Cannoli Cake (Cassata) from Vaccaro’s – “The alternating layers of the richest cannoli cream and ethereally light cake will bring a single tear to your eye as you stare, dumbfounded, across the still waters of the Inner Harbor.”

 

Quirky Baltimore

In Baltimore you can see George Washington’s famous dentures at the National Museum of Dentistry. Or bathe in the red glow of Baltimore’s gigantic Domino Sugars sign – it’s big enough to fit the entire infield of Camden Yards. Or visit fantastical exhibits at the national museum for self-taught art, American Visionary Art Museum.

Check out Visit Baltimore’s Quirky Baltimore suggestions, including hometown quirky film director John Waters’ favorite Baltimore places.

Photo credit: www.flickr.com/people/seannaber

 

From Educational Coaching to the BOC to Meditation - CLEC 2019 Sessions Offer Variety and Inspiration

The Clinical Laboratory Educators Conference (CLEC) is chock-full of a wide variety of sessions that will enhance teaching skills, improve program management, and increase efficiencies. On Friday alone, you can choose from nearly 40 different topics!
 
Below is a sampling of sessions to inspire and energize you. Access the full program to learn more about the dozens of valuable learning opportunities at CLEC 2019. Register today!
 
Photo credit: Alpha Stock Images
Clinical educators are required to do more than teach subject matter content. Educators must also train students to be competent professionals, which can be accomplished through professional coaching. Examples of teaching methods that encourage the development of critical thinking skills, build resilience, encourage self-reflection, and develop professionalism will be explored.
 
Learning Objectives:
  • Summarize pressures shifting educational paradigms.
  • Explain how coaching may lead to remediation of underdeveloped skills.
  • Describe one example of how coaching can be used in the classroom or the bench side educational arenas.
Speaker: Marianne Downes, PhD, MLS(ASCP)CM, West Virginia University School of Medicine Division of Medical Laboratory Science
 
When: Friday, February 22, 8:30 am – 9:30 am
 
This is the third session in the “A Closer Look at the BOC” series. Expanding on topics presented at CLEC in 2015 and 2017, the session is designed to explain the role of BOC certification exam committees and its exam development processes.
 
Learning Objectives:
  • Describe BOC examination committees.
  • Explain the BOC certification exam processes of practice analysis and standard setting.
  • Describe how to write and review effective exam questions.
Speakers: Susan Graham, MS, MT(ASCP)SH, SUNY Upstate Medical University; Kathleen Finnegan, MS, MT(ASCP)SH, Stony Brook University; and Patricia Tanabe, MPA, MLS(ASCP)CM, ASCP
 
When: Friday, February 22, 10:30 am – 12:00 pm
 
Clinical laboratory students can use all the stress management skills they can get. One skill that can be introduced is mindfulness of breathing meditation. This session will discuss the science behind this “entry-level” form of meditation, its potential benefits for students, and an example of how to introduce the technique.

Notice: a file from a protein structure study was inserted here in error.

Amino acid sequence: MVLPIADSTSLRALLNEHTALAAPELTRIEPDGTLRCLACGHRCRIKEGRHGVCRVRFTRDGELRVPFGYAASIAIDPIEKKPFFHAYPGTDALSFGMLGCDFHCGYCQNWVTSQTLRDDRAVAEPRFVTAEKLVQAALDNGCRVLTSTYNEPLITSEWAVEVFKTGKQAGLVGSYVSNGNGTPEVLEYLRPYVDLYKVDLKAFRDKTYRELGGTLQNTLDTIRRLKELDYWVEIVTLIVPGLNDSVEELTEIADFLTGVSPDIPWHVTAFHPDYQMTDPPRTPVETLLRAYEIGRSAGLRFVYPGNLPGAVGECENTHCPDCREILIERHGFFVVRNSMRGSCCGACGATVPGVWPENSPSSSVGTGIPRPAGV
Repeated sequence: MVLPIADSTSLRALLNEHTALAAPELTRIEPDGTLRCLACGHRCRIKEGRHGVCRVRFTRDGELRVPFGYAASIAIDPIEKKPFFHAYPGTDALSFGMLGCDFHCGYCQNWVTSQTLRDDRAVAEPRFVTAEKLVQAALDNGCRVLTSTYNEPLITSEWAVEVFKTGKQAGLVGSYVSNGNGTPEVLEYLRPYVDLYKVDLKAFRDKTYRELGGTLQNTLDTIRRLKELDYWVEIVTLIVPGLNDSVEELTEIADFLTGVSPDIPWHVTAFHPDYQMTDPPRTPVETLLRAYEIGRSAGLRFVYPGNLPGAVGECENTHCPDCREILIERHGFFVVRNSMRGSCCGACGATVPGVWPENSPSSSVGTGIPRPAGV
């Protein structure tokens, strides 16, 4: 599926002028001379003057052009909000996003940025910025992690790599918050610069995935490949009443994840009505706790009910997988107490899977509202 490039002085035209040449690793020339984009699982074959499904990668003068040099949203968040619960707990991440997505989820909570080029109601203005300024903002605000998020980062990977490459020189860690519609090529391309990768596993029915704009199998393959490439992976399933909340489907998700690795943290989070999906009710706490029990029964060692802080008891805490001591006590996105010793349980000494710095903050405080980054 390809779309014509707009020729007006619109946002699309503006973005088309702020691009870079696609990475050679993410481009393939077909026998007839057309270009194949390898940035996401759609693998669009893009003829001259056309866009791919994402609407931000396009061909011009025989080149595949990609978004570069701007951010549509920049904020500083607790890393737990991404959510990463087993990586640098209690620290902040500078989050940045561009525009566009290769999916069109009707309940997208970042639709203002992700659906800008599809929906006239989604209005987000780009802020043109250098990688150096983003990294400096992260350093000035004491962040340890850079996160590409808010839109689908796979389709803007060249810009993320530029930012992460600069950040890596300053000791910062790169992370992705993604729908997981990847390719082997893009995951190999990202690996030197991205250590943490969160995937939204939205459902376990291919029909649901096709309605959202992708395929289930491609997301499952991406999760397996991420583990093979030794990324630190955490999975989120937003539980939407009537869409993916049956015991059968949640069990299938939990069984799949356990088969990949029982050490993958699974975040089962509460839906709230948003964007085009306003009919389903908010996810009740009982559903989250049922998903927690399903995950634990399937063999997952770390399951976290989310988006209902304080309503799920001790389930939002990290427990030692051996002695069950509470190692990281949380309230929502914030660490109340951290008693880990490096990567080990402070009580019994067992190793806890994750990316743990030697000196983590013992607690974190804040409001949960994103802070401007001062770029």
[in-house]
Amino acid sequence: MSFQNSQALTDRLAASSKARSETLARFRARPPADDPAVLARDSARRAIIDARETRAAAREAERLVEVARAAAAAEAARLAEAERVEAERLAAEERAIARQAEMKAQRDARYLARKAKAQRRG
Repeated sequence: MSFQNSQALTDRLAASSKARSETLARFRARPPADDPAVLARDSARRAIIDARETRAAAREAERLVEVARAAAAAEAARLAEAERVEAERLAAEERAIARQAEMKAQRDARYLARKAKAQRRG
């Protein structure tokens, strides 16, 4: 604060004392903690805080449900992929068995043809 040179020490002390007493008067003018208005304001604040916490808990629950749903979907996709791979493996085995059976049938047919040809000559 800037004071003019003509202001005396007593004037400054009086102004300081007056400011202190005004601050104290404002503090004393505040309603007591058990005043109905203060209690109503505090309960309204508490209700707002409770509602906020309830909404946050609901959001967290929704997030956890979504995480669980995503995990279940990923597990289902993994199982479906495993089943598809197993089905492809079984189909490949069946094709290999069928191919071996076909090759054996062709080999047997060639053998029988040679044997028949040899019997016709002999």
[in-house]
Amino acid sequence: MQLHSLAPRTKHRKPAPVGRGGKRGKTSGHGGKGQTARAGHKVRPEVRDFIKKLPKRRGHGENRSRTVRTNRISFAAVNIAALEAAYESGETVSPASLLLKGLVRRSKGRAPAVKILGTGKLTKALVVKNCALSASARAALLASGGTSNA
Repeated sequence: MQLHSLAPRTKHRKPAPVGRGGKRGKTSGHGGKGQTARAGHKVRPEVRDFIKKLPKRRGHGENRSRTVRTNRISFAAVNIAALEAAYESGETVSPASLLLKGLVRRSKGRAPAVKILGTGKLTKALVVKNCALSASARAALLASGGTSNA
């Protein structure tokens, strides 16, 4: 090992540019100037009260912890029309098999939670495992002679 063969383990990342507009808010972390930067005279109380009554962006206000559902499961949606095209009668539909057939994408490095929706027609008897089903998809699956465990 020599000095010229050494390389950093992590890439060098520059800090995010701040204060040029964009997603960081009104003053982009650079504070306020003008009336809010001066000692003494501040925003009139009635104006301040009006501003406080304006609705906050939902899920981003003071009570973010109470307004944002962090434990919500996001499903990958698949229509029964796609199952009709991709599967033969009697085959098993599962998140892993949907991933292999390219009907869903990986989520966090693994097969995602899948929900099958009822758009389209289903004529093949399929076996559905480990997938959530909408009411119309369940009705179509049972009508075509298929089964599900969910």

Learning Objectives:
  • Summarize the effects of meditation on the brain.
  • Discuss how meditation can improve focus.
  • Explain the stress reduction benefits of meditation.
Speaker: Tracey Graney, PhD, MT(ASCP), Monroe Community College
 
When: Friday, February 22, 10:30 am – 12:00 pm (part of a Hot Topics session that includes Is Test Anxiety a Predictor of Workplace Phobia?)
 
We need variety in the way we provide educational services for CLS degrees. Hear from the Marist College program, which allows certain adult students to complete the process in a single year. Flexibility in delivery will attract more types of students to the field allowing us to address the need for more technologists.
 
Learning Objectives:
  • Identify the need for flexibility in educational programs to increase access to the field of CLS.
  • Recognize the type of nontraditional student who would benefit from a new learning plan.
  • Identify characteristics in your own programs that would allow the most flexibility for different types of students.
Speakers: Terrance Paskell, MA, MLS(ASCP)CM, Marist College; and Brigid Shanley, MS, MT(ASCP), Marist College
 
When: Friday, February 22, 3:30 pm – 4:30 pm (part of a Hot Topics session that includes Incorporating Information Literacy (IL) into the MLS Curriculum: Lessons Learned)

Inner Harbor Eats

We know that trying out local restaurants is a big part of your CLEC experience. Baltimore’s Inner Harbor and nearby neighborhoods will not disappoint. The following are some recommendations from local Baltimore media.

Grilled lamb rack chop, fresh pomegranate, grilled zucchini at Charleston Restaurant.

Miss Shirley’s Café serves breakfast and brunch with southern-influenced fare made with locally sourced Chesapeake Bay ingredients. Try the jammin’ bacon deviled eggs, strawberry and goat cheese biscuits, or the Chesapeake BBQ Bloody Mary.

Cava Mezze is a Mediterranean café that features shared plates and an expansive wine and beer list. Try the mushroom risotto, seared scallops, octopus, or lamb chops.

Charleston Restaurant describes itself as “rooted in French fundamentals and the Low Country cooking of South Carolina.” The menu changes daily and includes dishes such as house-cured salmon, lamb tenderloin, pan-roasted sea scallops, or grilled veal flatbread.

Roy’s Restaurant is an upscale Hawaiian fusion restaurant that features steak and sushi. Try the tempura-crusted ahi roll with butter sauce, seared rockfish with sweet corn, or the tender braised lamb steak with blackberry hoisin.

Rusty Scupper Restaurant & Bar rises three levels above the water and boasts a beautiful view from every table. The menu is a seafood lover’s dream and accommodates all tastes. You will find everything from authentic Maryland crab cakes to fresh oysters, shrimp, and lobster.

Little Italy

Nearby Eateries 

Little Italy offers dozens of dining options that range from casual to fine-dining. Some favorites are Germano’s Piattini, Da Mimmo’s, and Café Gia. Make sure you save room for the Cannoli Cake at Vaccaro's Italian Pastry Shop.

Walk to the Harbor East neighborhood where you can dine on the water at several restaurants, including three from James Beard Award Finalist Chef Cindy Wolf and two recent openings, The Loch Bar and Bar Vasquez. This neighborhood is also home to Charm City Cakes, site of the Food Network’s Ace of Cakes.